One final holiday post to share one of the new desserts I tried making this season, a traditional English Christmas pudding.
I'll admit it was more the Anglophile in me than anything else that prompted me to try making this. The ingredients and process, as well as the use of term "pudding" itself, are all quite unusual compared to the typical American dessert. The pudding preparation actually began several weeks before Christmas. I combined a laundry list of ingredients--everything from dried fruit, flour, and shortening to grated carrots and apples to brandy and Guinness-- in a mixing bowl and steamed it in a stove top water bath for a whopping seven hours. Then, after sitting in the back of the fridge until Christmas Eve, I steamed it for another two hours before unmolding and serving it. The prominent flavors in the finished pudding were sweetness from the fruit and Bradny, and the overall consensus was positive. I'm not sure if it will become a yearly tradition, but it was a fun project to try at least once.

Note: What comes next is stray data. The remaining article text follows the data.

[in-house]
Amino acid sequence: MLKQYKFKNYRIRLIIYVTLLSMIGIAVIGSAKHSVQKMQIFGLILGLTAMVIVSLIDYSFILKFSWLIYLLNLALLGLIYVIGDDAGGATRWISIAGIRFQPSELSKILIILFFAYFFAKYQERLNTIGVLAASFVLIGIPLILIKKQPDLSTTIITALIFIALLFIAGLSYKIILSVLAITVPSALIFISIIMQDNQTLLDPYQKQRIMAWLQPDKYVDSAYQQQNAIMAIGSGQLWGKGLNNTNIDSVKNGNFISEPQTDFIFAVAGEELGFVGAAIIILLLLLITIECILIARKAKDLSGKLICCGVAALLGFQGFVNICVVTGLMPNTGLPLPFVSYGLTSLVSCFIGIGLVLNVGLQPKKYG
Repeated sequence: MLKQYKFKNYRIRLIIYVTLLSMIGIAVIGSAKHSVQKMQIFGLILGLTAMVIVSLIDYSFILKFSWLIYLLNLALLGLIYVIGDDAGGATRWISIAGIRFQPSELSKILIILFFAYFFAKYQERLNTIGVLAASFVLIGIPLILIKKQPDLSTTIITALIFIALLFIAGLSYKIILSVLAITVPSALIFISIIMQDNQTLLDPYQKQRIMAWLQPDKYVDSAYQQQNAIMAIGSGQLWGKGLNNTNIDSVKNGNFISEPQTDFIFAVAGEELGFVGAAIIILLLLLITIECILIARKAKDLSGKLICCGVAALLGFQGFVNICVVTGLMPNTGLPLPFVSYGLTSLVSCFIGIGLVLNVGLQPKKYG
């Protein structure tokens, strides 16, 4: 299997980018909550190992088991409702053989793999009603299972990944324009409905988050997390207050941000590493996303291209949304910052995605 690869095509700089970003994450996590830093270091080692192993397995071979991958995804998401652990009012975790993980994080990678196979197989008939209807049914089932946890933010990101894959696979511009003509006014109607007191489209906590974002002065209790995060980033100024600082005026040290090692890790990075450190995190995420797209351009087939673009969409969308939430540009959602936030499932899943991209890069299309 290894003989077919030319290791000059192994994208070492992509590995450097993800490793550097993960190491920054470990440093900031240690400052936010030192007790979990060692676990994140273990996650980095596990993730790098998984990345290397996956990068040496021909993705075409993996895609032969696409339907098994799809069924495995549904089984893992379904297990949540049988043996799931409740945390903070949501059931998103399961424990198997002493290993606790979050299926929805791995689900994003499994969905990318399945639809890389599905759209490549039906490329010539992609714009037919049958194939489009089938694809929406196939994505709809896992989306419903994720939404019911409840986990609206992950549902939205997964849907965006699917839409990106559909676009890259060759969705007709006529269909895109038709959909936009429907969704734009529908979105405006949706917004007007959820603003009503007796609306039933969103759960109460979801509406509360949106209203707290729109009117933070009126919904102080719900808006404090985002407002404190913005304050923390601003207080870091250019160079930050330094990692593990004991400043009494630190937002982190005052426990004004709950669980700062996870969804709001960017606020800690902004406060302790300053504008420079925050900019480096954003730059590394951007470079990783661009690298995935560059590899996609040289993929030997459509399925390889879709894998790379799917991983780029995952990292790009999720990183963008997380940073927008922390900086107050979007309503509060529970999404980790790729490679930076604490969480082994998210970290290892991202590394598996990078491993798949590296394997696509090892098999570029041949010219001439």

The pudding recipe I used came from a source that some people might actually be skeptical of: Celebrate, Pippa Middleton's cookbook/ entertaining book.
I picked this up for a look out of pure curiosity when I saw it in the bookstore and was so pleasantly surprised by what I found inside that I ended up buying it. Divided into four seasons, the book offers recipes, party themes, and decorating suggestions for a a variety of holidays and occasions. The ideas may not be anything that Martha Stewart hasn't already covered in her day, but I found them to be festive and inspirational in an accessible way. I've tried out several of the other recipes besides the pudding so far, including bean stuffed peppers, butternut squash lasagna, and a chocolate coffee cake with a buttercream icing, and all have turned out delicious and have met with rave reviews. I'm not naive enough to think that Pippa herself necessarily created all of these on her own without the help of recipe developers and food stylists, but I do think the overall collection is a worthy book that can be enjoyed by an audience beyond just curious Royal-watchers.